Digitization in the construction sector
- New Roland Berger study: Construction sector productivity needs to improve – now only 4 percent better than 10 years ago
- In the absence of consistent digitization construction firms are jeopardizing their ability to compete
- 3 percent of construction industry players recognize the importance of digitization but hardly anyone is acting accordingly
- Numerous digital applications already available, the development is unstoppable
Munich, August 23, 2016
The digital transformation is well and truly affecting all sectors of industry by now, influencing all links in the value chain and changing entire business models. In the construction industry, 93 percent of firms expect digitization to affect their corporate processes in their entirety. But few are taking corresponding action so far, as demonstrated by the findings of the new Roland Berger study, "Digitization in the construction industry – Building Europe's road to Construction 4.0". The Roland Berger experts canvassed the opinions of 40 construction companies and building materials firms from Germany, Austria and Switzerland, asking for their views on the potential of digitization and how far they have come with implementation.
The survey found that less than 6 percent of construction firms use digital planning tools end to end. And 100 percent of respondents do not believe they have fully exploited their digitization potential. "The slow pace of implementation is surprising given how productivity has developed in the construction industry in recent years," said Kai Stefan Schober, Partner at Roland Berger. Productivity in Germany has risen by a mere 4 percent in the past decade. By way of comparison, the entire German economy has seen productivity growth of 11 percent over the same period, with manufacturing growing by as much as 34 percent and the whole of the secondary sector by 27 percent.
No-one is yet putting digitization into practice with consistency
The Roland Berger study focused on four crucial levers for the digital transformation of companies in the industry: digital data usage, digital access for customers and suppliers, increased automation and extended connectivity. The relevance of the levers for companies varies depending on which segment of the construction industry they are operating in. "The more obvious the advantages, the more clearly companies perceive the potential offered by digital transformation," said Schober. Study participants can see major potential for improvements through the use of digital data in logistics or in sales & marketing, for instance.
"Companies need to learn to apply all of the levers of digitization at every link in the value chain to help them increase productivity to the max," said Philipp Hoff, the study's co-author. "Not much has happened on that front so far: None of the companies we polled have implemented digitization consistently across all areas."
Diverse range of digital applications available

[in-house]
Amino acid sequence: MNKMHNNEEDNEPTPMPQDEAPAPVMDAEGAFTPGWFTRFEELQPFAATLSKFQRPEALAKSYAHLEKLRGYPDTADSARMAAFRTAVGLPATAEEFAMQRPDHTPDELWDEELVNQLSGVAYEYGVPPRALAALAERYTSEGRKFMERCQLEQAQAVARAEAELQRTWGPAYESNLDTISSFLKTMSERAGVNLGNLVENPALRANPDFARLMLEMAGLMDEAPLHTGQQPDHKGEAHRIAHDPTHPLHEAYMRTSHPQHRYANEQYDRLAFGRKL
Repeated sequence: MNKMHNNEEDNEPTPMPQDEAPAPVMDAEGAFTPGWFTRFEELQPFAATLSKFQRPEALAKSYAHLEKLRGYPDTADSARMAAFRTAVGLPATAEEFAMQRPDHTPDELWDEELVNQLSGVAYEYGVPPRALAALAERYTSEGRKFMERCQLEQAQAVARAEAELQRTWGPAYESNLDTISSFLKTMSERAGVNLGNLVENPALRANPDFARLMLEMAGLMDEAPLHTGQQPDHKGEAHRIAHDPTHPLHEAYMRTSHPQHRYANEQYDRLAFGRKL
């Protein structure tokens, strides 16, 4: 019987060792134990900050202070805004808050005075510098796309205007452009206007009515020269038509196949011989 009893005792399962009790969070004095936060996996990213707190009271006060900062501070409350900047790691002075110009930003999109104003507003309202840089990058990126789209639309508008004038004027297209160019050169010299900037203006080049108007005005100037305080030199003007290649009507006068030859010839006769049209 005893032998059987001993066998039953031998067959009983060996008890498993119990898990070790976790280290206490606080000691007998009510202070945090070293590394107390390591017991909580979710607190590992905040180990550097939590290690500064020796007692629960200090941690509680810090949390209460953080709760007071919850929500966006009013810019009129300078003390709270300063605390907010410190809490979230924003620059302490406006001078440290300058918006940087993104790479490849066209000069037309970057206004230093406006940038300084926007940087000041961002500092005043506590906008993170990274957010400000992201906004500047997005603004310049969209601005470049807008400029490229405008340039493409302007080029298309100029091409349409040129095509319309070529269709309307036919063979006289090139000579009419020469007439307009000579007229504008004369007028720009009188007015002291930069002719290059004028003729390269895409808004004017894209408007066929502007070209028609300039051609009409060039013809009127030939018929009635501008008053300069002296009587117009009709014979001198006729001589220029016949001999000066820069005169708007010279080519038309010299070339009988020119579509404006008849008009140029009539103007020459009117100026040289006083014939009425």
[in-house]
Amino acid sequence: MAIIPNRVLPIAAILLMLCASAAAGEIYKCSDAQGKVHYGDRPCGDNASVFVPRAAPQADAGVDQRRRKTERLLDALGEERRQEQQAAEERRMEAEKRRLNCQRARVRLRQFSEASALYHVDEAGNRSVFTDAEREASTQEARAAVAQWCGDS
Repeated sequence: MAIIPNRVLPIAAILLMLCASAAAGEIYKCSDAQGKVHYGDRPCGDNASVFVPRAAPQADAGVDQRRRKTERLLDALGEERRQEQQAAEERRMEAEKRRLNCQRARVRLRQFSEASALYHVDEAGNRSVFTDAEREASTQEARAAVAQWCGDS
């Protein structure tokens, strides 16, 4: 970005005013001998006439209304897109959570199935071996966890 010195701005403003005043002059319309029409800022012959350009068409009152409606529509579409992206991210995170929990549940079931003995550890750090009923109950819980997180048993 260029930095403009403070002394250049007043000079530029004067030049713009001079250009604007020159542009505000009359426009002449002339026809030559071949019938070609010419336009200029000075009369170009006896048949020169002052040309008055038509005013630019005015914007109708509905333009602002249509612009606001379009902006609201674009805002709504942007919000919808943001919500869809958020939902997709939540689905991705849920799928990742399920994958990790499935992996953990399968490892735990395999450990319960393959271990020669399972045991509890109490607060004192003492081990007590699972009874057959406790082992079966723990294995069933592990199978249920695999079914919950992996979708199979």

A wide range of applications and software solutions are already on the market and can be used to help establish "Construction 4.0". In procurement, one of the major cost blocks in the construction business, digital platforms can enable firms to shave up to 10 percent off their costs, for example. The story is comparable in building site logistics: Supply software allows deliveries to be made precisely when materials are needed on site. Such just-in-time deliveries reduce storage needs and costs and minimize rearrangement work for the construction workers, who currently spend 70 percent of their time cleaning up the site and moving things around or looking for materials. Similarly, smart, connected construction machinery helps optimize capacity utilization.
Moreover, it is very important for construction industry players to know what their customers want and to take account of their needs. Mobile apps enable construction firms and building materials suppliers to share information with their principals practically in real-time – before, during and after a development project. "Professional customer relationship management is extremely important in the construction industry. Yet it is an activity whose significance has largely been underestimated so far," said Hoff, who explains: "On completion of a construction project there is often a complete lack of contact with the client for some considerable time. But construction firms should establish long-term customer relationships if they want to be in the mix when it comes to the next development project on the cards. Digital after-sales applications can help here."
Building information modeling compulsory for public projects
Building information modeling (BIM) is already tremendously important to the construction industry. The advantage is that it allows for digital simulation of the project prior to the build, thus minimizing planning errors and potential extra costs as well as identifying possible alternative solutions at an early stage. The use of BIM is already compulsory on all public infrastructure projects in some European countries and will be so in Germany by 2020.
"For one thing, this is going to change who gets to make decisions on construction projects", said Roland Berger expert Schober, outlining his view of the future setup: "In the future it will be planners or architects, not construction companies, who decide on material qualities and choose suppliers." The volume of product data will rocket at the same time – thanks to digital documentation. Construction firms do need to be able to deal with this flood of data, but on the other hand the smart use of data presents the opportunity to develop new business models and services. Schober is therefore in no doubt: "There is no alternative to digitization. Construction is no exception. The industry has a lot of catching up to do and must not drag its feet."